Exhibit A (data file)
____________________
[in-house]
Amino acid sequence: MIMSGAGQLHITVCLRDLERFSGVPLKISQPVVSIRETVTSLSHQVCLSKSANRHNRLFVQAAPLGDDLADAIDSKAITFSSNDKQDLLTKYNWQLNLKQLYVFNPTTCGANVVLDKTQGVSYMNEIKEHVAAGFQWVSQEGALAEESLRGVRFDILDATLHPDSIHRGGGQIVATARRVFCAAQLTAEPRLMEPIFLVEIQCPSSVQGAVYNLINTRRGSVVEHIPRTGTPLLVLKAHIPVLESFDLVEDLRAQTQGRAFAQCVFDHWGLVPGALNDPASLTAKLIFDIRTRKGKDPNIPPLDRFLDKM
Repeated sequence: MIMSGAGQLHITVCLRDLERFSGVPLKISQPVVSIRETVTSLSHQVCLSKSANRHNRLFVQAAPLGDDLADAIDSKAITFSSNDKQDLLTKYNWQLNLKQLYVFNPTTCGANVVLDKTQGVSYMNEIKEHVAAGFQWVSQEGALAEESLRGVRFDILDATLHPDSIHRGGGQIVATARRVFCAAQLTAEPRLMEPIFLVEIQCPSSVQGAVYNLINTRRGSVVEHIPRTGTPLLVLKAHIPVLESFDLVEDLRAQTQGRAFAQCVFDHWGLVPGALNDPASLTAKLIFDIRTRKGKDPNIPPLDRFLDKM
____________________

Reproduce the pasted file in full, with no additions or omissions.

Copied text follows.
[in-house]
Amino acid sequence: MIMSGAGQLHITVCLRDLERFSGVPLKISQPVVSIRETVTSLSHQVCLSKSANRHNRLFVQAAPLGDDLADAIDSKAITFSSNDKQDLLTKYNWQLNLKQLYVFNPTTCGANVVLDKTQGVSYMNEIKEHVAAGFQWVSQEGALAEESLRGVRFDILDATLHPDSIHRGGGQIVATARRVFCAAQLTAEPRLMEPIFLVEIQCPSSVQGAVYNLINTRRGSVVEHIPRTGTPLLVLKAHIPVLESFDLVEDLRAQTQGRAFAQCVFDHWGLVPGALNDPASLTAKLIFDIRTRKGKDPNIPPLDRFLDKM
Repeated sequence: MIMSGAGQLHITVCLRDLERFSGVPLKISQPVVSIRETVTSLSHQVCLSKSANRHNRLFVQAAPLGDDLADAIDSKAITFSSNDKQDLLTKYNWQLNLKQLYVFNPTTCGANVVLDKTQGVSYMNEIKEHVAAGFQWVSQEGALAEESLRGVRFDILDATLHPDSIHRGGGQIVATARRVFCAAQLTAEPRLMEPIFLVEIQCPSSVQGAVYNLINTRRGSVVEHIPRTGTPLLVLKAHIPVLESFDLVEDLRAQTQGRAFAQCVFDHWGLVPGALNDPASLTAKLIFDIRTRKGKDPNIPPLDRFLDKM